And here’s a more recent scene with the William Penny Brookes Academy on the left and some of its pupils during soccer practice. The oaks at the foot of Windmill Hill have all been planted to commemorate various events associated with the Olympian Games.

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The windmill itself is a bit of mystery. The Windmill Trust who take care of it have done extensive research, and although there are documents from the 1540s onwards relating to successive land owners (i.e. post the 1540 dissolution of Wenlock Priory, the original landowner), there is no information that is absolutely specific to the windmill. Physical surveys of the present tower, however, did uncover two dates of 1655 and 1657 carved within the stone construction layers, but there were no clues as to the kind of milling gear and superstructure that may once have existed here.

Here’s what the inside looks like. These were taken on an ‘open day’ a few years ago:

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And here’s a cropped long-shot evening view taken from allotment three summers ago when oil seed rape was flowering in Townsend Meadow.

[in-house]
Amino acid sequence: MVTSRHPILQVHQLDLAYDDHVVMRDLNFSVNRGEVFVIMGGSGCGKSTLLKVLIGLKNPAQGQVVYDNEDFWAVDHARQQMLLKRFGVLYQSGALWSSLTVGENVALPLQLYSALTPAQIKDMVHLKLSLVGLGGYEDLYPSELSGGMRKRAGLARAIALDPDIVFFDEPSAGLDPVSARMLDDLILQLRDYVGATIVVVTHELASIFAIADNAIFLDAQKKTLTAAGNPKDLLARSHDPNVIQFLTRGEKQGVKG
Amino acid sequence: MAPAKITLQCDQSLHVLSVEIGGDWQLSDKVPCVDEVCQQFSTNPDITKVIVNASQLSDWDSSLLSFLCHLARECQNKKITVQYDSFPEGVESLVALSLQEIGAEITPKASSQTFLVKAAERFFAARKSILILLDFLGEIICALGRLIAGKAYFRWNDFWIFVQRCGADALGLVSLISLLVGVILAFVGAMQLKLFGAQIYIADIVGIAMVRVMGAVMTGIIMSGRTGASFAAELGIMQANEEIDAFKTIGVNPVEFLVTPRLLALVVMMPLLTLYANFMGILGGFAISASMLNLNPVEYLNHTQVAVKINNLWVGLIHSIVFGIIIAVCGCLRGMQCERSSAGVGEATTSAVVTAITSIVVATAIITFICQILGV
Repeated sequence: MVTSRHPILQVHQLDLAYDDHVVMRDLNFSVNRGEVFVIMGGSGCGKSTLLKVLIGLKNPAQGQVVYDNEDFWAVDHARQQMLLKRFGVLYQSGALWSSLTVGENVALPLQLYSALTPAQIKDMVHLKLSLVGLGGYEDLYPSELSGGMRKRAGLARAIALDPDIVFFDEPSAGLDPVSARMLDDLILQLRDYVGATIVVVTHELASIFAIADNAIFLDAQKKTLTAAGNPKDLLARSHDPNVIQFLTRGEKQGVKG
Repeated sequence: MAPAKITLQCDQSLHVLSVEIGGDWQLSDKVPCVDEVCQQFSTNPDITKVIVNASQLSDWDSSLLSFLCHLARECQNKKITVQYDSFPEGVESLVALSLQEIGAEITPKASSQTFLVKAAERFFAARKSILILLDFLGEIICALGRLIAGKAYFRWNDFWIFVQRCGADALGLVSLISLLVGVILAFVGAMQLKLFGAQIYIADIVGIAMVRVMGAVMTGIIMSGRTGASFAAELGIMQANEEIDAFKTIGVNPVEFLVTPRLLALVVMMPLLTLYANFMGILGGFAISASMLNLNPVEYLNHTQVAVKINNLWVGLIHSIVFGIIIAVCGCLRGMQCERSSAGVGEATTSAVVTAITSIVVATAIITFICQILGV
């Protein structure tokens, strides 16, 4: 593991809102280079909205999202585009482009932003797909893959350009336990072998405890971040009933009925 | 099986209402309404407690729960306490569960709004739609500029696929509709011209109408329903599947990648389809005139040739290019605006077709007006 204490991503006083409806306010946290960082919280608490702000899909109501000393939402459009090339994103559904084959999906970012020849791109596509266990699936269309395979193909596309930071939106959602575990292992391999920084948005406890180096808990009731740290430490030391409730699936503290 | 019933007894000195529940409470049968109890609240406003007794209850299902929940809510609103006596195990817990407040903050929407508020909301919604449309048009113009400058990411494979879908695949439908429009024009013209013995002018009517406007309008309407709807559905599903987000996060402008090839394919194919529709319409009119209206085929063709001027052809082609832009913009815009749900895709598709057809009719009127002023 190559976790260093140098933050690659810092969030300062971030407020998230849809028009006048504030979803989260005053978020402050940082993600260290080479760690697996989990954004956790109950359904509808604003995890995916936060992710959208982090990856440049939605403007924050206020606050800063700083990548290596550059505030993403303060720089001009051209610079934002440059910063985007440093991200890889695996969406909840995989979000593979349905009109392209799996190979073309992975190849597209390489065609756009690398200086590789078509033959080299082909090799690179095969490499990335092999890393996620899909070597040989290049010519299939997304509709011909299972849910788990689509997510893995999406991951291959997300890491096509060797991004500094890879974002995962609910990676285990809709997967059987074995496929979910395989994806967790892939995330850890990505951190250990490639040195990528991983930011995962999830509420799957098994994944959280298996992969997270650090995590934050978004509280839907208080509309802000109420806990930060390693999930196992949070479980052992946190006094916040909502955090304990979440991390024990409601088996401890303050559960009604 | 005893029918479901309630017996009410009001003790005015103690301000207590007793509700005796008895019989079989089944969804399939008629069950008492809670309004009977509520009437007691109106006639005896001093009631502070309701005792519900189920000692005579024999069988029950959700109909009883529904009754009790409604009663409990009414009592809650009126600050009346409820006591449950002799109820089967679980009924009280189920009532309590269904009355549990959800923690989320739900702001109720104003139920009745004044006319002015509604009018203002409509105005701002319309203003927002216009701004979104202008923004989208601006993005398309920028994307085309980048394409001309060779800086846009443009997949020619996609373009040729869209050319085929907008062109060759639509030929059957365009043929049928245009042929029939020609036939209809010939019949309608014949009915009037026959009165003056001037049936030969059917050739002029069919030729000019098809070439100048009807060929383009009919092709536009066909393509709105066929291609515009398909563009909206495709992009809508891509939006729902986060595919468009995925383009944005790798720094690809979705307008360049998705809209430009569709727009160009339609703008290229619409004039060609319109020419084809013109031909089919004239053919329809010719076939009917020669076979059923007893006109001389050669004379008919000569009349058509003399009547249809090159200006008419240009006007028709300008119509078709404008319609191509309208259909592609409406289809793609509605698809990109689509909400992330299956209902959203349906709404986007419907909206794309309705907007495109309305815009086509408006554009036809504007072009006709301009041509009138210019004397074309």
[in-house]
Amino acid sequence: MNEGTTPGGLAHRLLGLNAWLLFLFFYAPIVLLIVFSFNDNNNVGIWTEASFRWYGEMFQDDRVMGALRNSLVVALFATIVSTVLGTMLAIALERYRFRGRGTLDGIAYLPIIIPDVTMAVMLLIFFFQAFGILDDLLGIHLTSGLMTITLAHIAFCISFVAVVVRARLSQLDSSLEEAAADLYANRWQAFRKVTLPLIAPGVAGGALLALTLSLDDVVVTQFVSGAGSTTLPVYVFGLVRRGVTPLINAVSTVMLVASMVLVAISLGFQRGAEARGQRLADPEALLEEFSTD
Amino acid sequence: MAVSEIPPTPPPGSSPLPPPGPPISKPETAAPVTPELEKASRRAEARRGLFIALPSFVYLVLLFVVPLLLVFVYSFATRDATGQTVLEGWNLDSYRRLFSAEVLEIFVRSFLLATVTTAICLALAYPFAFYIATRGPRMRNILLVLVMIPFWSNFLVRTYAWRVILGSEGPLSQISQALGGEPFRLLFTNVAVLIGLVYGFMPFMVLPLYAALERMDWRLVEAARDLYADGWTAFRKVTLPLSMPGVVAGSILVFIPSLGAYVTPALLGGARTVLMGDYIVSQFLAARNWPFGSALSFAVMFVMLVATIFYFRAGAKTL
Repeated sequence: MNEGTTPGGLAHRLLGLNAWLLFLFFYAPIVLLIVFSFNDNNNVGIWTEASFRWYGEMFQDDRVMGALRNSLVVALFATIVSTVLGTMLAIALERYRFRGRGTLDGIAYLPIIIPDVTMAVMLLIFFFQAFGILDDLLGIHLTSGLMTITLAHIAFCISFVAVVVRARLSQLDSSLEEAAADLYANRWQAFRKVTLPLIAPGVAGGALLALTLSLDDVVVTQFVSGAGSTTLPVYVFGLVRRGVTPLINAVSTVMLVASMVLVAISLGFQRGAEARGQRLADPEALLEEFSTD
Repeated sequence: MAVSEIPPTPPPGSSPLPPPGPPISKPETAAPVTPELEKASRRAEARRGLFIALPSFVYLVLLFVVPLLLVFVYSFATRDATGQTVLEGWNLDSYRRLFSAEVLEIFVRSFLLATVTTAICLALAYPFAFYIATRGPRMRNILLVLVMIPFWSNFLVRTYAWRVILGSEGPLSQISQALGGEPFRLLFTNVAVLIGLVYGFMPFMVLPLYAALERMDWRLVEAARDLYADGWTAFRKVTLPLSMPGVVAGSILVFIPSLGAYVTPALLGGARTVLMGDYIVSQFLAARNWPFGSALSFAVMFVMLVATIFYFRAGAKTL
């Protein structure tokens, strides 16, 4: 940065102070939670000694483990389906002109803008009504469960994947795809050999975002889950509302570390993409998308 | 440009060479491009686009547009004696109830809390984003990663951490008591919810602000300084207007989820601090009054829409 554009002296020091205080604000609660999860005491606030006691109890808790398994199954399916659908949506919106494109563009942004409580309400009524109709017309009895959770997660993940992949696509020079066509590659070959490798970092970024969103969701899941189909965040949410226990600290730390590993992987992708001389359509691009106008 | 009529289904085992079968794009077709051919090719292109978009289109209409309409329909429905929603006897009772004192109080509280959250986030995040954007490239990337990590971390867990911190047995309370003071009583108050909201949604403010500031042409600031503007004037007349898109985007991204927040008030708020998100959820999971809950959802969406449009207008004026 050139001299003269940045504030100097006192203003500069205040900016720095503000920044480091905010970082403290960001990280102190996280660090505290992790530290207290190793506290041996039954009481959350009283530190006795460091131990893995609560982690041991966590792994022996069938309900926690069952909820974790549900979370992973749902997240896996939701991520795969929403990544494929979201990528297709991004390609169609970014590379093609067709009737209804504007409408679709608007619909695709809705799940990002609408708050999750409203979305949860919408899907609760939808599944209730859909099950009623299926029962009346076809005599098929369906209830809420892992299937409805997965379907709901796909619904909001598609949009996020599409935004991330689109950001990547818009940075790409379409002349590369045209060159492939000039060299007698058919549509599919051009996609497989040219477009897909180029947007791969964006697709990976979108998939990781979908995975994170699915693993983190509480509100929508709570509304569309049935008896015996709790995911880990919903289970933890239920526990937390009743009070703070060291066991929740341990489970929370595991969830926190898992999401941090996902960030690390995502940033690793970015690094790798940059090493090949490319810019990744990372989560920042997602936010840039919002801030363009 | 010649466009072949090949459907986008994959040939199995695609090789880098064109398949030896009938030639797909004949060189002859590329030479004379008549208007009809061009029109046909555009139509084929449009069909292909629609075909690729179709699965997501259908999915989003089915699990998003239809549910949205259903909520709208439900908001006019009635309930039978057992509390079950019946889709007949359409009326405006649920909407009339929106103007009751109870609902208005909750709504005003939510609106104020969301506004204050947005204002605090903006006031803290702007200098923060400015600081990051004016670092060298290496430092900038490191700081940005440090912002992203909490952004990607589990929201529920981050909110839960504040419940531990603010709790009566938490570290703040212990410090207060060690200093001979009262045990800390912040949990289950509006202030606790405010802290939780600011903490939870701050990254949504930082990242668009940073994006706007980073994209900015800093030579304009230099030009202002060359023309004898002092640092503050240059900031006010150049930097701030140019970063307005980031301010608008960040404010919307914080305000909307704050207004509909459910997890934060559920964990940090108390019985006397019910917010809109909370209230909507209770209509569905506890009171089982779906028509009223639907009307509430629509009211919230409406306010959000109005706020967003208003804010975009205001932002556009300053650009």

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Square Perspective #5

A Curious Perspective

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There is a particular time (just now) when the wheat in Townsend Meadow, having grown its tallest, conjoins with a particular spot along my homeward path from the allotment. Together they cause the rooftops on Sytche Lane to look like this.

Note to self: must remember to take another shot when the wheat has turned to gold.

Square Perspective #1  For the month of July, Becky challenges us to show her some perspective – contrive it how we will, just so long as it’s in square format.

Quietness In Times Of ‘Isolation’